Design differences between Velociraptor and GRR

One of the main motivators for developing Velociraptor is the opportunity to try different approaches than GRR. Velociraptor has a number of fundamental design differences in contrast with the GRR design which improve overall performance and scalability. We tried to keep it light weight cutting out the features we think we did not need and leaving behind a fast, lean and mean raptor!

Velociraptor Clients run full VQL queries

GRR’s design started off with the assumption that the client should be minimalist and only support a few simple primitives (such as ListDirectory, ListProcesses etc). The intention was that most of the processing would be executed on the server inside a “Flow”. The main motivation for this design choice was the observation that it is difficult to upgrade the client in practice, and so with a minimal client, it would be possible to develop more sophisticated Flows, server side, without needing to update the clients.

After running GRR for a while we noticed that this design choice was problematic, since it leads to many client round trips. For example the FileFinder flow searches the client’s filesystem for files by name, date etc. GRR’s original file finder uses a complex algorithm to issue ListDirectory requests to the client, receive their responses, filter and recurse into directories by communicating with the client again. This leads to many round trips and has a huge performance hit on both the server and client.

Velociraptor does away with all that by including rich client side functionality (through VQL plugins), and implementing VQL queries to perform the filtering. This means that in reality, Velociraptor has very few client round trips, generally just one: The VQL query is sent to the client, and the result is received by the server.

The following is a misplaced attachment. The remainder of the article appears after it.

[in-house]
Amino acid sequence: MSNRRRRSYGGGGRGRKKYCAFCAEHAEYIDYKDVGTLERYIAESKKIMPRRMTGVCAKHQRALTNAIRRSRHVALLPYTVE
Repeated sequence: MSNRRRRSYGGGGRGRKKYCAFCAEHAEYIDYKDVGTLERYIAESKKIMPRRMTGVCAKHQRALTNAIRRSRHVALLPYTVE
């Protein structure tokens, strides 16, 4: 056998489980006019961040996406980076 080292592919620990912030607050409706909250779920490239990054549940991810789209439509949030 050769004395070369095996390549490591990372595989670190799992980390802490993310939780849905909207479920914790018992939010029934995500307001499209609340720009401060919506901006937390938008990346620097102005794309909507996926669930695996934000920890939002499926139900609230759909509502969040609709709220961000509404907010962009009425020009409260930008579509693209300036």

Some types of analysis require the results of one operation to feed into the next operation. For example, suppose we wanted to upload all executables that are run from a temp directory. This requires listing all processes, then filtering the ones running from a temp directory, and finally uploading those to the server.

GRR’s model requires writing a new flow for this - the flow first issues a ListProcesses request to the client, then receives all processes where the filtering happens on the server. The server then issues upload commands for each matching process. Performing this analysis requires writing and deploying new code making it difficult to adapt rapidly to changing threats.

With Velociraptor one simply issues the following VQL query:

LET files = SELECT Exe, Cmdline, Username FROM pslist()
        WHERE Exe =~ '(?i)temp'
SELECT Exe, Cmdline, Username, upload(file=Exe) AS Upload
  FROM files

VQL avoids this round trip completely, since VQL queries can be nested and chained together. Therefore one simply runs the first query (list all processes running from temp directory), and sends the results to the next query (download the matching files) inside the same VQL client request. It is rare that Velociraptor flows run multiple client round trips, resulting in lightweight and fast completing flows.

Worker and Database queues.

The GRR model of long running flows with multiple client/server interactions required more complex design. Since client messages can be delivered in multiple POST requests, and a single request can result in multiple responses, GRR must queue responses somewhere until they are all ready to be processed. Otherwise writing GRR flows would be difficult because one would need to account for incomplete responses.

GRR uses a complex request/response protocol to ensure messages are delivered in order, reminiscent of the TCP stack’s packet reassembling algorithms.

Consider the simple request “ListDirectory”. The client request may elicit thousands of responses (one for each file) and may span multiple POST operations. The GRR frontend queues all the responses in the database until it receives a STATUS response, and then fet once. So even if the client sends the responses over multiple packets, the flow only sees a single list. When a status message is seen by the frontend, it notifies the worker via a worker queue, which collects all responses, orders them by response ID and delivers to the flow object.

This design is necessary if flows are long lived and need to handle thousands of responses for each request. However in practice this design has a couple of serious problems: